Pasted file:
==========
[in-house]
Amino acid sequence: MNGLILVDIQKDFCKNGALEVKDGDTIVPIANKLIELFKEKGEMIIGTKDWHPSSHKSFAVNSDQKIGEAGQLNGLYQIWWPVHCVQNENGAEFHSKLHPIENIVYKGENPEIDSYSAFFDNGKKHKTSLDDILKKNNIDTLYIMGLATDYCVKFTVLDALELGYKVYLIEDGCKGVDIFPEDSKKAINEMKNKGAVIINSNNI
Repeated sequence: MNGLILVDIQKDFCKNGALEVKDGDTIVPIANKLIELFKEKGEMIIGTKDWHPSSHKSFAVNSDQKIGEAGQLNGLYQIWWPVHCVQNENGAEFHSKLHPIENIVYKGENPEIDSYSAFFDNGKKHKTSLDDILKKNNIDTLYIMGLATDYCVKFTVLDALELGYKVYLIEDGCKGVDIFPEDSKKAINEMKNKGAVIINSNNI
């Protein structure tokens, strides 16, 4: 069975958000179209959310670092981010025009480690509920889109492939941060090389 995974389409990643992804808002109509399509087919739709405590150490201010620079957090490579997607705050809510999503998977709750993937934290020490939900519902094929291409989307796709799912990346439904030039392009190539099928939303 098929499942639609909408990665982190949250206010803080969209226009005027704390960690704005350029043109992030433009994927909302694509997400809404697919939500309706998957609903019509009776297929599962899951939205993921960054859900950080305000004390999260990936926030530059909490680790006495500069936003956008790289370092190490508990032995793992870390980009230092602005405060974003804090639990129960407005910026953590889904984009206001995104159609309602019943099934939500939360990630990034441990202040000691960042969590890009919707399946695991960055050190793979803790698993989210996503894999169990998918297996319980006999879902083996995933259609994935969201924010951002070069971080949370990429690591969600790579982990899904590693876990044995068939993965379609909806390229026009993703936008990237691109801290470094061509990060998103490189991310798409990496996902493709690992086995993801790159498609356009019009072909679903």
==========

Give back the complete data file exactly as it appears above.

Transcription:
[in-house]
Amino acid sequence: MNGLILVDIQKDFCKNGALEVKDGDTIVPIANKLIELFKEKGEMIIGTKDWHPSSHKSFAVNSDQKIGEAGQLNGLYQIWWPVHCVQNENGAEFHSKLHPIENIVYKGENPEIDSYSAFFDNGKKHKTSLDDILKKNNIDTLYIMGLATDYCVKFTVLDALELGYKVYLIEDGCKGVDIFPEDSKKAINEMKNKGAVIINSNNI
Repeated sequence: MNGLILVDIQKDFCKNGALEVKDGDTIVPIANKLIELFKEKGEMIIGTKDWHPSSHKSFAVNSDQKIGEAGQLNGLYQIWWPVHCVQNENGAEFHSKLHPIENIVYKGENPEIDSYSAFFDNGKKHKTSLDDILKKNNIDTLYIMGLATDYCVKFTVLDALELGYKVYLIEDGCKGVDIFPEDSKKAINEMKNKGAVIINSNNI
């Protein structure tokens, strides 16, 4: 069975958000179209959310670092981010025009480690509920889109492939941060090389 995974389409990643992804808002109509399509087919739709405590150490201010620079957090490579997607705050809510999503998977709750993937934290020490939900519902094929291409989307796709799912990346439904030039392009190539099928939303 098929499942639609909408990665982190949250206010803080969209226009005027704390960690704005350029043109992030433009994927909302694509997400809404697919939500309706998957609903019509009776297929599962899951939205993921960054859900950080305000004390999260990936926030530059909490680790006495500069936003956008790289370092190490508990032995793992870390980009230092602005405060974003804090639990129960407005910026953590889904984009206001995104159609309602019943099934939500939360990630990034441990202040000691960042969590890009919707399946695991960055050190793979803790698993989210996503894999169990998918297996319980006999879902083996995933259609994935969201924010951002070069971080949370990429690591969600790579982990899904590693876990044995068939993965379609909806390229026009993703936008990237691109801290470094061509990060998103490189991310798409990496996902493709690992086995993801790159498609356009019009072909679903």